Gimli bristled.  “We did not ‘often’ join them.  We were tricked or forced to join them.”

“Yet you do not deny this fact.”  Orimhedil gave the tender skin around the wound a gentle prod, eliciting a hiss from Legolas.  “My apologies,” he murmured.  Legolas offered him a wan grin.

“You have twisted my words and those of history as well!”

“Gimli,” said Glorfindel, “I believe it would be most beneficial if you sought out Barin and your father.”  He bade Legolas bite down on a piece of his leather quiver strap and then tightly restrained the Mirkwood Elf by the shoulders. 

Gimli trundled off into the snow as Orimhedil simultaneously snapped the arrow in half and swiftly pulled it out.  The Dwarf winced at Legolas’ muffled groan in spite of himself.


Escaping the prison of rock and ice proved to be less difficult than Glorfindel anticipated.  Barin and Glóin piled the fallen Warg bodies atop one another, and the company was able to more or less climb out of their icy shelter.  The horses, being of good Elvish quality, had not strayed far.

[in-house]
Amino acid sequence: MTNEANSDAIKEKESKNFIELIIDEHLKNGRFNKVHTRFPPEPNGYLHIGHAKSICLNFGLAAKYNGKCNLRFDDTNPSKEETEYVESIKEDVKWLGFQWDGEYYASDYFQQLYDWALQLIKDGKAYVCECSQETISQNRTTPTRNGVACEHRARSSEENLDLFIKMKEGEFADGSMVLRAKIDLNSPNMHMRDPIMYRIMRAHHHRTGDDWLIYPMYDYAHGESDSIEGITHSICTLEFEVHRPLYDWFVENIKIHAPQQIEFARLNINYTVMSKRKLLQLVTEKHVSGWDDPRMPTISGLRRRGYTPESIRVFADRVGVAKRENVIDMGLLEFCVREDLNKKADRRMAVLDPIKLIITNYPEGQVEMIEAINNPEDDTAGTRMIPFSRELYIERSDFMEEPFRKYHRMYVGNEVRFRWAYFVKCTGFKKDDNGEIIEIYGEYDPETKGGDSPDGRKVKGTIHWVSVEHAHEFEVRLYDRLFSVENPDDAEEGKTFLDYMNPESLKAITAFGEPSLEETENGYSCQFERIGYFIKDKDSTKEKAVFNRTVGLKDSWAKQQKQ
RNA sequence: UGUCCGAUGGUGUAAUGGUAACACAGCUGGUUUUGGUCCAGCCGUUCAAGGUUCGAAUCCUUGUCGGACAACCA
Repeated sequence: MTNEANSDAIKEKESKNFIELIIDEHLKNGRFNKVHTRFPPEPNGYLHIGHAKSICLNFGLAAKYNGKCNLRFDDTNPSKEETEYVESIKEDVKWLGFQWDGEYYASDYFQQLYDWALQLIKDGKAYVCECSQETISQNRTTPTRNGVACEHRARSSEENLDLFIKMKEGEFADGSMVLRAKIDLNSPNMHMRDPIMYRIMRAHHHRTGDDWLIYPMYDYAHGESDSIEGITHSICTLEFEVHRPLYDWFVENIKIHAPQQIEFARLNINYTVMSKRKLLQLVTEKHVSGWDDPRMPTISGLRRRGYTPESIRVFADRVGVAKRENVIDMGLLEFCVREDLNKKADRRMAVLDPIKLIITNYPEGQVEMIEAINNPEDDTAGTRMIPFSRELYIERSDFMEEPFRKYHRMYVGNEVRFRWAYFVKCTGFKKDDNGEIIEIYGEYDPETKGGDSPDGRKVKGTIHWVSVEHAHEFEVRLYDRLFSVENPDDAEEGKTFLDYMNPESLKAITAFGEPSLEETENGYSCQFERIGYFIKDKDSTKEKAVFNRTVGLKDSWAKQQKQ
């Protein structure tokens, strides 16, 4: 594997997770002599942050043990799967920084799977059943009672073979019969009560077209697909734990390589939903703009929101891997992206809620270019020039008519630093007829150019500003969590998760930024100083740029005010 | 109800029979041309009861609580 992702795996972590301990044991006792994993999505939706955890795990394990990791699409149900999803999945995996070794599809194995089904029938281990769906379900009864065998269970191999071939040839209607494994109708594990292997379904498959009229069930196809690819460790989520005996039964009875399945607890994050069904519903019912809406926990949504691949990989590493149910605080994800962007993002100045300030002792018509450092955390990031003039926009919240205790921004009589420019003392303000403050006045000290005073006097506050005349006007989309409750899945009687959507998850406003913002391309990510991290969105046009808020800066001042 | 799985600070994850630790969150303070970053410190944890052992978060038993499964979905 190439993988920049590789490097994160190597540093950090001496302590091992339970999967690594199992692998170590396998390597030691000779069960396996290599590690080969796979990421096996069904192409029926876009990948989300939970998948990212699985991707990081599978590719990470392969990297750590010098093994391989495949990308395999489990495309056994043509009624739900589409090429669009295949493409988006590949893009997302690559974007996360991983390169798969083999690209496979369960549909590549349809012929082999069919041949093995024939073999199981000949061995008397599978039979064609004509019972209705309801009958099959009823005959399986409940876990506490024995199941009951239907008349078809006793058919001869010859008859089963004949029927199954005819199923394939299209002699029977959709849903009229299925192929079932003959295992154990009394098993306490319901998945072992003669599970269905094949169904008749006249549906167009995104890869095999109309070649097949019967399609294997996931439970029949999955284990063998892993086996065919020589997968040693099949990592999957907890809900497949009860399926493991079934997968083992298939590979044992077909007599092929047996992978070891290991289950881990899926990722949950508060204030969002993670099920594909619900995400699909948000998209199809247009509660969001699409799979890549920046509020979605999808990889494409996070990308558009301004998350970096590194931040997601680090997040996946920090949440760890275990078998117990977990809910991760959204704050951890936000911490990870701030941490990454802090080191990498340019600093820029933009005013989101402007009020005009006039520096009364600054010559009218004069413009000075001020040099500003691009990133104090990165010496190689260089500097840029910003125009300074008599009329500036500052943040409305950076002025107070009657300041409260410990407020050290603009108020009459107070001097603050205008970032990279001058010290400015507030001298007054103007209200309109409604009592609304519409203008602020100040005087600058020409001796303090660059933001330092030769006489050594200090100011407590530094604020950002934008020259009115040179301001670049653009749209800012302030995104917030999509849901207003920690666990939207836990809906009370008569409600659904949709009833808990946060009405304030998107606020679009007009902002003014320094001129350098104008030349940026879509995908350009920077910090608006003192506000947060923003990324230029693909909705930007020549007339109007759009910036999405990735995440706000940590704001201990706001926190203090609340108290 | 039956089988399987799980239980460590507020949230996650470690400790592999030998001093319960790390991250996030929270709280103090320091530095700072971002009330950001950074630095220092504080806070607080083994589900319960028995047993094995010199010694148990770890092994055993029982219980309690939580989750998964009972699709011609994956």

It was put to a vote whether they should turn back or continue onward.  In the end, it was decided they would press on to the High Pass.  “We are too close to turn back,” Glóin had said.  “And we are long overdue for a bit of good luck.”

Glorfindel was of the opinion that Good Luck had fled to warmer and less hostile environments, but kept his thoughts to himself. 


It was just after midday when the eastern scouting party at last reached the High Pass.  Snow had ceased to fall, but the bitter winds howled and raged with such force that even the Elves were affected.  An eerie scream was produced as it whistled between the peaks.  At times the keening would grow so voice-like and high that the company was forced to stop their ears.  The Elvish mounts grew skittish and fearful.